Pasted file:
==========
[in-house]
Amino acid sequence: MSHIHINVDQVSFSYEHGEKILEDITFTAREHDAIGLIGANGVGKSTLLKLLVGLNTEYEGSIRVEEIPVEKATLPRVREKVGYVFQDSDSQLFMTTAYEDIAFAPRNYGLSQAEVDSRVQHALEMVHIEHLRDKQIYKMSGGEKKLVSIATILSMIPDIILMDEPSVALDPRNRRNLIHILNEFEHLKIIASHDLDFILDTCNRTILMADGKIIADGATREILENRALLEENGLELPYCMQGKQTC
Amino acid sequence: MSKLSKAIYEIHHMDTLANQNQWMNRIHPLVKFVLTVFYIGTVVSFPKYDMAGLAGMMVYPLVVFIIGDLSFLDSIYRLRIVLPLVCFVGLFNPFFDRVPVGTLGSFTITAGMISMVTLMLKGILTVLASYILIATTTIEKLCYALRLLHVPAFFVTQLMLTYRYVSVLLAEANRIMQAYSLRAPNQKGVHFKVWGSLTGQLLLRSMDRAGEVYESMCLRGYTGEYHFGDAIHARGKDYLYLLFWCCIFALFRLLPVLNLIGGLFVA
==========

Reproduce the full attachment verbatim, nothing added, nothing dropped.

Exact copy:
[in-house]
Amino acid sequence: MSHIHINVDQVSFSYEHGEKILEDITFTAREHDAIGLIGANGVGKSTLLKLLVGLNTEYEGSIRVEEIPVEKATLPRVREKVGYVFQDSDSQLFMTTAYEDIAFAPRNYGLSQAEVDSRVQHALEMVHIEHLRDKQIYKMSGGEKKLVSIATILSMIPDIILMDEPSVALDPRNRRNLIHILNEFEHLKIIASHDLDFILDTCNRTILMADGKIIADGATREILENRALLEENGLELPYCMQGKQTC
Amino acid sequence: MSKLSKAIYEIHHMDTLANQNQWMNRIHPLVKFVLTVFYIGTVVSFPKYDMAGLAGMMVYPLVVFIIGDLSFLDSIYRLRIVLPLVCFVGLFNPFFDRVPVGTLGSFTITAGMISMVTLMLKGILTVLASYILIATTTIEKLCYALRLLHVPAFFVTQLMLTYRYVSVLLAEANRIMQAYSLRAPNQKGVHFKVWGSLTGQLLLRSMDRAGEVYESMCLRGYTGEYHFGDAIHARGKDYLYLLFWCCIFALFRLLPVLNLIGGLFVA